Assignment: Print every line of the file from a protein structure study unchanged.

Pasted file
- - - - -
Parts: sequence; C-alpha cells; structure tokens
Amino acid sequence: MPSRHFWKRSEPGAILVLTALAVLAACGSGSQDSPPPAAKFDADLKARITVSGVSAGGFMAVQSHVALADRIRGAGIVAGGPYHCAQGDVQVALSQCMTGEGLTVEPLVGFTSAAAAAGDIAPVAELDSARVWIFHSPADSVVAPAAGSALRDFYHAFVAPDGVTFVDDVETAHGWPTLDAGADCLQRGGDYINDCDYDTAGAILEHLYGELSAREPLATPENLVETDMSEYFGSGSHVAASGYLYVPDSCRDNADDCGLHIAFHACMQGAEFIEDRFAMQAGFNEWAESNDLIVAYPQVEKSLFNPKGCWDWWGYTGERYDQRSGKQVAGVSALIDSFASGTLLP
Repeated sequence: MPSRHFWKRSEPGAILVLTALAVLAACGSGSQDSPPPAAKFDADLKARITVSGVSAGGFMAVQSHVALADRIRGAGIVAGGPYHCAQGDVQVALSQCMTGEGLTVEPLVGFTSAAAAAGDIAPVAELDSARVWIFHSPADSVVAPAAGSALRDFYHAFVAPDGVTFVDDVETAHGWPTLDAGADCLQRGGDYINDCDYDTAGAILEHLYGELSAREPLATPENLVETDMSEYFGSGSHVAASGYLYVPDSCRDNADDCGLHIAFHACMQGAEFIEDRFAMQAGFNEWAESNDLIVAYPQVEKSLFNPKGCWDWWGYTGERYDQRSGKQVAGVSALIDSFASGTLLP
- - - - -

Parts: sequence; C-alpha cells; structure tokens
Amino acid sequence: MPSRHFWKRSEPGAILVLTALAVLAACGSGSQDSPPPAAKFDADLKARITVSGVSAGGFMAVQSHVALADRIRGAGIVAGGPYHCAQGDVQVALSQCMTGEGLTVEPLVGFTSAAAAAGDIAPVAELDSARVWIFHSPADSVVAPAAGSALRDFYHAFVAPDGVTFVDDVETAHGWPTLDAGADCLQRGGDYINDCDYDTAGAILEHLYGELSAREPLATPENLVETDMSEYFGSGSHVAASGYLYVPDSCRDNADDCGLHIAFHACMQGAEFIEDRFAMQAGFNEWAESNDLIVAYPQVEKSLFNPKGCWDWWGYTGERYDQRSGKQVAGVSALIDSFASGTLLP
Repeated sequence: MPSRHFWKRSEPGAILVLTALAVLAACGSGSQDSPPPAAKFDADLKARITVSGVSAGGFMAVQSHVALADRIRGAGIVAGGPYHCAQGDVQVALSQCMTGEGLTVEPLVGFTSAAAAAGDIAPVAELDSARVWIFHSPADSVVAPAAGSALRDFYHAFVAPDGVTFVDDVETAHGWPTLDAGADCLQRGGDYINDCDYDTAGAILEHLYGELSAREPLATPENLVETDMSEYFGSGSHVAASGYLYVPDSCRDNADDCGLHIAFHACMQGAEFIEDRFAMQAGFNEWAESNDLIVAYPQVEKSLFNPKGCWDWWGYTGERYDQRSGKQVAGVSALIDSFASGTLLP